BY JAMILA ROBINSON
There is certain ease to Natalie Cole’s singing.
Her sumptuous, buttery, vocals are the kind of rare treasure that needs only the twinkling of a piano, the snapping of fingers and the thump-thump-thump of a stand-up bass.
After opening her Friday night concert at Cobb Energy Centre with an alluring medley of “Fever” and “Summertime,” Cole promised the audience an “unforgettable night of music.”
What she delivered was a cache of classics, from Ella Fitzgerald’s “A Tisket, A Tasket” and “Route 66” and an illustration of the diversity of jazz by including “Acércate Más” – a virtual duet with her father Nat King Cole.
Natalie Cole, 65, showed off the virtuosity of her instrument, each lush note expressed with intent. From her clear and well-placed scatting to way she whispers into changes of key and octave, she performed a master class of vocal flexibility.
Cole’s performance was also filled with glamour. Elegant, she often sat just on the edge of stool in front of a grand piano or stood with movements that were strikingly spare, often only using her hands to express a note or to gracefully turn the pages of the sheet music printed on the stand in front of her.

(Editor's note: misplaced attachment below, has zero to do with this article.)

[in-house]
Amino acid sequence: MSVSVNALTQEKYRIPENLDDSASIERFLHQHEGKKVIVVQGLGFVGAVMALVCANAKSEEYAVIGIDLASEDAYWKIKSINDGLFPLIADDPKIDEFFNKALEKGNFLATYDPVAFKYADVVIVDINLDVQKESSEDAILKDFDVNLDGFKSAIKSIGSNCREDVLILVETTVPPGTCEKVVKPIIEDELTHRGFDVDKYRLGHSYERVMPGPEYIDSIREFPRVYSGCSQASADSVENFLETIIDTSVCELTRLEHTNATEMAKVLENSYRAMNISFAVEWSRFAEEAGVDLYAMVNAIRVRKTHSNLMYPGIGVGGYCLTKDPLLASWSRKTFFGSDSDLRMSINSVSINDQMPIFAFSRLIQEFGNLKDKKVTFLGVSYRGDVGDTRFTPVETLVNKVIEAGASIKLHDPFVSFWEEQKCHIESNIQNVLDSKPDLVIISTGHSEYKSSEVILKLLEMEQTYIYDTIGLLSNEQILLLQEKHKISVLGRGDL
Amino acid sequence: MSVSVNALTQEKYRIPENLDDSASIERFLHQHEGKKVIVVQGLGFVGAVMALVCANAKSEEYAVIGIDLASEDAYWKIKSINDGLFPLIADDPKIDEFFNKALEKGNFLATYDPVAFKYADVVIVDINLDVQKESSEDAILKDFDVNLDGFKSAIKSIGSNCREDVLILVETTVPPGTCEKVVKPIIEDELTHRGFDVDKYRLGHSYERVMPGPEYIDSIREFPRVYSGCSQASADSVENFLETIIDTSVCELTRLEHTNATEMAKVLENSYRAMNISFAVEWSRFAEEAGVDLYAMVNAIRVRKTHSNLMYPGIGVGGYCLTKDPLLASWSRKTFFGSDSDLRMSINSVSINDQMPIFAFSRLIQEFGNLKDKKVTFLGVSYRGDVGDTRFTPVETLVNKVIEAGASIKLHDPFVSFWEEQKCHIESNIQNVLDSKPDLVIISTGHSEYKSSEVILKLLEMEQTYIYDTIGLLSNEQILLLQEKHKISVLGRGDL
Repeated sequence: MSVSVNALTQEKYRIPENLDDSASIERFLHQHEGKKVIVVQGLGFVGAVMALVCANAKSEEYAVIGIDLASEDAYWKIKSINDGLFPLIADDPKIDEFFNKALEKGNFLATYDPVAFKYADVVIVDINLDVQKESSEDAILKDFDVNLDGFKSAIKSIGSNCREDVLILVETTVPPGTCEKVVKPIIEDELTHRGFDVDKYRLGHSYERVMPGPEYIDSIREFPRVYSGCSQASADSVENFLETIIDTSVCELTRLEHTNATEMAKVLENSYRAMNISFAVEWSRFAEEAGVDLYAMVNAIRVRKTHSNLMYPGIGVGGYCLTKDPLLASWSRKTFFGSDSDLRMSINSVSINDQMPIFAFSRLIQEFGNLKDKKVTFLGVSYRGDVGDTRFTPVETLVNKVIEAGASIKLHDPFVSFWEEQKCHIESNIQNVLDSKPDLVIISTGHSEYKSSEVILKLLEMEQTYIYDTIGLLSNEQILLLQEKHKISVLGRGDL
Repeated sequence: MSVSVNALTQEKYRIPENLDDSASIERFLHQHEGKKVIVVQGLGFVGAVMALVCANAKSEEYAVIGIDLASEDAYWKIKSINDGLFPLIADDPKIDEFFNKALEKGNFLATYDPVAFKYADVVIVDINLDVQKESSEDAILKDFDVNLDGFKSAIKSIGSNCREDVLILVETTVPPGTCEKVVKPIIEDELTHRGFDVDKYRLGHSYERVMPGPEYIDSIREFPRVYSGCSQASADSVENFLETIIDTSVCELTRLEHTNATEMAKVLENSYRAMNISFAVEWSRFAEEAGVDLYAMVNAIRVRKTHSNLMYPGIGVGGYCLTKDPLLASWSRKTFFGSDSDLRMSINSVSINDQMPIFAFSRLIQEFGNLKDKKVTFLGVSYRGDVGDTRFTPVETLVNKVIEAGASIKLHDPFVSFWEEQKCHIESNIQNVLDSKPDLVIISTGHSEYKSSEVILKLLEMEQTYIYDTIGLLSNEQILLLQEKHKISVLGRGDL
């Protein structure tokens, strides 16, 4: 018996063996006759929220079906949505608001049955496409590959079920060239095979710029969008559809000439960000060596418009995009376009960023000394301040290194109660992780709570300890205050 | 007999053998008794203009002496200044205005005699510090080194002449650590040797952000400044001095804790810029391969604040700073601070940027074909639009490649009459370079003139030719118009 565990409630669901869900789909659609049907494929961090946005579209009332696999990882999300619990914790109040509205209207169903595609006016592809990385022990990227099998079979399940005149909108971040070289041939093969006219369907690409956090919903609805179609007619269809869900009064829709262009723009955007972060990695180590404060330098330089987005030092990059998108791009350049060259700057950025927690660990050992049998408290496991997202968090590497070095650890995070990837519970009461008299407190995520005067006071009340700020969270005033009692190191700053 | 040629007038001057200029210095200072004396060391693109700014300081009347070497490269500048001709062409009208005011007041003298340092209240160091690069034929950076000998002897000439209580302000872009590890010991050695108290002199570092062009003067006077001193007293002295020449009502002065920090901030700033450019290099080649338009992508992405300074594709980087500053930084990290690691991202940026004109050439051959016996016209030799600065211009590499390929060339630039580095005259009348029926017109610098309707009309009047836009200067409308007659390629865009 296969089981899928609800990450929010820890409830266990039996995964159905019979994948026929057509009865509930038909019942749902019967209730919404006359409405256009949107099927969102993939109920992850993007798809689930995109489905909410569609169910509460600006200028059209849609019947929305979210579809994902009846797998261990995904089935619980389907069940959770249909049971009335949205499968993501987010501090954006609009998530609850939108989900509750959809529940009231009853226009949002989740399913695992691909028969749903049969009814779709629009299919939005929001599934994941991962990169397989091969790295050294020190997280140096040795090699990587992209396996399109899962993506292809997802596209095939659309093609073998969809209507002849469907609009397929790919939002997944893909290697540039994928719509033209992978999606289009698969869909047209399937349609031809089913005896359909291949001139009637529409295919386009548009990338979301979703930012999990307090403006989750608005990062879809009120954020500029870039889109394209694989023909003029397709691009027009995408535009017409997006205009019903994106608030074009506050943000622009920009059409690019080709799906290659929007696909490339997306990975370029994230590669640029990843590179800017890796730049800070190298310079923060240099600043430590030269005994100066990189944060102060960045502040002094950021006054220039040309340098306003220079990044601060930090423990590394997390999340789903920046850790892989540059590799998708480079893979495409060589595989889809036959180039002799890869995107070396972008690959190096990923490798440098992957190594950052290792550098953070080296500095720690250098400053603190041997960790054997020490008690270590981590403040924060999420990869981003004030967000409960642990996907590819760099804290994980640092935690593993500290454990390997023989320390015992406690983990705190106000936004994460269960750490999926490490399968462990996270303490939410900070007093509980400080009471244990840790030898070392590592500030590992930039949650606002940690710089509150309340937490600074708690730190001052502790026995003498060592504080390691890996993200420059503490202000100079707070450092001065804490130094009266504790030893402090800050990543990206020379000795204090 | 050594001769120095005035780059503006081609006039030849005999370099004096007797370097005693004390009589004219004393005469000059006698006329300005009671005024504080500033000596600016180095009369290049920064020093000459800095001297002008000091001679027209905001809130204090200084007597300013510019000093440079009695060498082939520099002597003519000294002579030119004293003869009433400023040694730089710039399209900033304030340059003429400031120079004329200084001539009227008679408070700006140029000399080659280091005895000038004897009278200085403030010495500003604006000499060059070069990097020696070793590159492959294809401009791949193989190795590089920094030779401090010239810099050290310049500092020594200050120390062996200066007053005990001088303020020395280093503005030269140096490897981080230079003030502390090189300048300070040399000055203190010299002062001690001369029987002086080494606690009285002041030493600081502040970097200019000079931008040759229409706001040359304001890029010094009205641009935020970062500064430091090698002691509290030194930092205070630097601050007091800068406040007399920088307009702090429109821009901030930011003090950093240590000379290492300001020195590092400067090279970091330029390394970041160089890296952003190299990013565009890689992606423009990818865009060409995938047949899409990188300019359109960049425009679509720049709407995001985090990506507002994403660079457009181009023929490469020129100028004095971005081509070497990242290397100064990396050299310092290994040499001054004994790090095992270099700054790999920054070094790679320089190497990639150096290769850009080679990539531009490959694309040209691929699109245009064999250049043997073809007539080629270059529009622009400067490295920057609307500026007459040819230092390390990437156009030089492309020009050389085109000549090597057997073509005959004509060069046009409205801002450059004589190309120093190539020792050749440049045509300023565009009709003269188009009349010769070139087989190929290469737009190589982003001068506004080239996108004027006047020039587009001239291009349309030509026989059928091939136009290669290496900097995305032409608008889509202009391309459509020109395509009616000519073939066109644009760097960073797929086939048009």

This simplicity of staging helped maintain the nostalgia captured through the black-and-white family photos that were projected onto a large screen as a vocal track of Nat King Cole joined his daughter for their duet “Unforgettable.” Natalie Cole talked about her relationship with her father and mother, also a singer, and offered the audience some Cole family “trivia.”
While the stories garnered laughter, the audience of jazz aficionados listened keenly and acknowledged the standards “The Very Thought of You” and “What a Difference a Day Makes” with rousing applause after only the first few notes.
While much of the performance was from the American Songbook, Cole also reminded the audience of her successful R&B career, belting out some of her biggest hits including “This Will Be (An Everlasting Love)” and “Inseparable.”
Cole’s setlist also included covers of the country band Little Big Town’s “Your Side of the Bed” and “Love Dance,” a song by Ivan Lins popularized by Diana Krall.
During the encore, Cole showed off her gospel chops with a powerful “Thank You, Lord (For all that You’ve Done for Me.”